Rank:


2nd Lieutenant

Service No(s):


4526; 511137

Regiment:


London; Lincolnshire

Unit:

14th (County of London) Battalion (London Scottish); 4th Battalion

Returned:

Yes

Place of birth:

Islington

Occupation:

Clerk, Railway Benevolent Institution

Date of death:

Cause of death:

Grave or panel reference:

Name of father:

Thomas William Eve

Name of siblings:

William; Victor Leonard

Name(s) of children:

Died:

No

Date of birth:

Place of enlistment:

Event:

France

Age at death:

Cemetery or memorial:

Other memorial:

Name of mother:

Kate Eve

Name of spouse:

Address:

1911 Census- 2 Dagmar Road
1918 Silver War Badge - 38a Tollington Pk N4

Biography:

Edward John Eve was the older of two brothers commemorated on the plaque to returning soldiers, both of whom began their military service as Privates in the 14th Battalion of the London Regiment and both of whom became officers.

Edward was born in 1888 or 1889, the second son of Thomas Eve, a hardware stock keeper, and his wife Kate. In 1901 Edward was living with his parents, older brother William and younger brother Victor at 97 Woodstock Road, Finsbury Park, and by 1911 they had moved to 2 Dagmar Road, not far away, though his brother William had died by then. Edward worked as a clerk with the Railway Benevolent Institution.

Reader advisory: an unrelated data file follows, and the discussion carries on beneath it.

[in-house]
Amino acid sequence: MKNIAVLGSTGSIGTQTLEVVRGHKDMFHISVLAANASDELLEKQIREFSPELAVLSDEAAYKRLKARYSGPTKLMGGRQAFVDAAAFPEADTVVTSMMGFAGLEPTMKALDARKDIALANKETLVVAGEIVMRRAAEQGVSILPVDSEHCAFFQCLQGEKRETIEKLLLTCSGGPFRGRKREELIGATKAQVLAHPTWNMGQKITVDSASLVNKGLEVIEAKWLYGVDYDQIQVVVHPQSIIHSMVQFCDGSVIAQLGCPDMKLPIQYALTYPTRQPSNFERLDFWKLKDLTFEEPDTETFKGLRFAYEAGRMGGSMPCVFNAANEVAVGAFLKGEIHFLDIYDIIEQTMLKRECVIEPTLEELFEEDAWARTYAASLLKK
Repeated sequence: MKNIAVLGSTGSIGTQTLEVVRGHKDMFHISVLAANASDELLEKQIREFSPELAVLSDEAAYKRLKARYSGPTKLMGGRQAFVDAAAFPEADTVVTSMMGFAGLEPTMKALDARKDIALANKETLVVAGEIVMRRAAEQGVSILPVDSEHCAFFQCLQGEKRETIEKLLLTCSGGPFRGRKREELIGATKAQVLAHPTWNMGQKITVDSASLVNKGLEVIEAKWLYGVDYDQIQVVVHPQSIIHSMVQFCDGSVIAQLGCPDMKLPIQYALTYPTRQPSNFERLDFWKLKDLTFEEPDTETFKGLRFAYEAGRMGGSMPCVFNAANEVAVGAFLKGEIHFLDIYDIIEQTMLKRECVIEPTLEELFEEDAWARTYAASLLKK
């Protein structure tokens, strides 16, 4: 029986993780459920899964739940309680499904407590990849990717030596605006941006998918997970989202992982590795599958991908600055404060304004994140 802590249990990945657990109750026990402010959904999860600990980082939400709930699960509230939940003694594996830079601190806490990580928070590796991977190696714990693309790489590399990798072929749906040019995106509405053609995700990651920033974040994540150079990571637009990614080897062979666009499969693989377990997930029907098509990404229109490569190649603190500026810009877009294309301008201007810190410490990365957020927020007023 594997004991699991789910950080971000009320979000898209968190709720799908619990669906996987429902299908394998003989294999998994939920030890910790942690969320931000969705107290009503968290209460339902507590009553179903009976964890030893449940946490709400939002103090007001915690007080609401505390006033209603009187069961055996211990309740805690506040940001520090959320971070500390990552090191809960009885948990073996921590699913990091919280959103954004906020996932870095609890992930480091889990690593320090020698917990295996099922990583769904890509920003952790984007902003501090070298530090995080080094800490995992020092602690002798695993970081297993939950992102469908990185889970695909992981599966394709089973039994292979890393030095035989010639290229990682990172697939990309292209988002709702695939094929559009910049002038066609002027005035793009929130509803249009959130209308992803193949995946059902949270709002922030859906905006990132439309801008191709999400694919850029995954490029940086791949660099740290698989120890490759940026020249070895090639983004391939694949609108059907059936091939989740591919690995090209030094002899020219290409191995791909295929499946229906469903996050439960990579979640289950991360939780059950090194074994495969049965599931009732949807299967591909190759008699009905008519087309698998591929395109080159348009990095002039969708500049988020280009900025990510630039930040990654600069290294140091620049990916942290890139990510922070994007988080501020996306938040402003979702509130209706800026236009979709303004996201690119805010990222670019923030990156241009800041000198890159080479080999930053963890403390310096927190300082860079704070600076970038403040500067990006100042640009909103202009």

Edward joined the 14th (County of London) Battalion of the London Regiment (London Scottish) as a Private in June 1916 and served on the Western Front until February 1917. On 31 July 1917 he was discharged from the London Regiment on commission as a 2nd Lieutenant in the 4th Battalion of the Lincolnshire Regiment.

In January 1918, after training, Edward’s new battalion, which had already seen action in France and in Egypt, returned to the front line at Bullecourt in northern France. Edward was wounded in March, seriously enough for him to be discharged that year on account of the injury. As a result, he was awarded the Silver War Badge. This was instituted in 1916 as an award of ‘King’s silver’ for having been wounded in the course of duty. The round silver badge bears the royal cipher ‘GRI’ (Georgius Rex Imperator: George, King and Emperor) and around the rim ‘For King and Empire – Services Rendered’. Each badge was uniquely numbered on the reverse; Edward’s badge was Number 291487.

In 1918 when the Silver War Badge was awarded, Edward was living at 38a Tollington Park, just round the corner from his pre-war family home, and in the 1920s he lived in Crouch End.